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AB0645 Puffy Fingers Usually Point at Microvascular Damage
  1. S. Recuero1,
  2. F.I. Romero-Bueno1,
  3. C. Franco1,
  4. S. Pérez-Esteban1,
  5. S. Bermúdez1,
  6. M.J. Martínez-Becerra2,
  7. G. Herrero-Beaumont1,
  8. O. Sanchez-Pernaute1
  1. 1Section For Autoimmune Diseases, Rheumatology Division
  2. 2Section For Autoimmune Diseases, Immunology Department, Jimenez Diaz Foundation University Hospital, Madrid, Spain


Background Nailfold capillaroscopy (NC) can predict progression to systemic sclerosis (SSc) in patients diagnosed with primary Raynaud's phenomenon (RP). The occurrence of puffy fingers (PuFi) in patients with RP and positive antinuclear antibodies (ANA) has been associated to NC SSc-like lesions. The coexistence of these three factors has been recently proposed as criterium for very early SSc diagnosis.

Objectives In this study we have explored the NC features in patients with PuFi in a 1-year NC registry from our unit.

Methods Data were retrospectively collected from clinical records and from systematized NC evaluation sheets, which include a semiquantitative scoring, classification into established patterns of lesions, and description of coincidental macroscopic alterations. Data are shown as incidence rates. Statistical analysis was done with Chi-Square, Fisher's test and multivariate analysis.

Results 136 cases were included in the analysis. NC was considered pathologic in 73 cases (54% of the cohort, rising to 60% in RP+ patients, p 0.036). PuFi were present in 20% of all patients. A higher incidence of pathologic NC studies was observed in the PuFi+ group (78%, p 0.002). NC lesions in this subgroup of patients were classified as SSc-like (13 p), non-SSc CTD-like (7 p), and non-immmune vasculopathy (2 p). There was coexistence with RP in 20 PuFi+ cases, but it did not increase either the risk of having a pathologic NC study (81% in double positive patients vs 83% in PuFi+ without RP) or the appearance of a SSc-like NC pattern in the subgroup. The occurrence of PuFi showed a strong association with + ANA (77% vs 54% in PuFi- patients, p 0.029). Moreover, the presence of both traits strongly predicted NC alterations, which appeared in 0.9% of double negative cases, 73% of ANA+ patients alone, and 90% of double positive cases.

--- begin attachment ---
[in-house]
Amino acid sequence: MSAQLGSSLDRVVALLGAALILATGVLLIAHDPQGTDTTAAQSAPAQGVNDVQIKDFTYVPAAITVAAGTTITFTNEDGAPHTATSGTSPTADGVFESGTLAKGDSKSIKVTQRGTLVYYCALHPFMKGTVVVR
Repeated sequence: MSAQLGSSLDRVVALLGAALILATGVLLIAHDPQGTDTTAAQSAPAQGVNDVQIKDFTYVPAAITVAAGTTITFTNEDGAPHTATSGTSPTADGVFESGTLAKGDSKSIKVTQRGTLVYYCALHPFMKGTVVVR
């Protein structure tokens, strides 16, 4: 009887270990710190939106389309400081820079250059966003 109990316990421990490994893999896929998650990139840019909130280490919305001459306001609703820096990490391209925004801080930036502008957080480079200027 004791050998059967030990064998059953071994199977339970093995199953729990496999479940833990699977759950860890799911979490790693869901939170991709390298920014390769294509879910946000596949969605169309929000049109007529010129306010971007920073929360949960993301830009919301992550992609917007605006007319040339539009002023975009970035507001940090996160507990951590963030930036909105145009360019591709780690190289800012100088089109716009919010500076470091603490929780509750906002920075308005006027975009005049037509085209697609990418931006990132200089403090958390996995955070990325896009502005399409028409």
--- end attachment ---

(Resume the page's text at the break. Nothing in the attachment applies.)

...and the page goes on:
Patients with PuFi were diagnosed with primary RP (3 p), SSc (11 p), mixed connective tissue disease (CTD) (1 p), dermato/polymiositis (4 p), and non-classifiable CTD (6 p), while no PuFi+ cases were found in primary Sjögren's syndrome, lupus, rheumatoid arthritis, vasculitis, or antiphospholipid syndrome. No specific microscopic features were associated to PuFi.

Conclusions In summary, in this cohort we have observed a high incidence of NC alterations in association with PuFi. Our findings support the relevance of PuFi as a CTD-associated trait, as recently underscored by the new EUSTAR proposed criteria for SSc classification. In addition, the appearance of ANA together with PuFi in our patients strongly predicted NC lesions, even in the absence of RP. Also of interest, PuFi were not exclusive of a SSc-like pattern of NC lesions. We suggest that NC should be performed in any patients presenting with a CTD-like scenario and swollen hands or PuFi, even in the absence of RP, because findings are likely to help characterize their syndrome.

Disclosure of Interest None declared

DOI 10.1136/annrheumdis-2014-eular.3024

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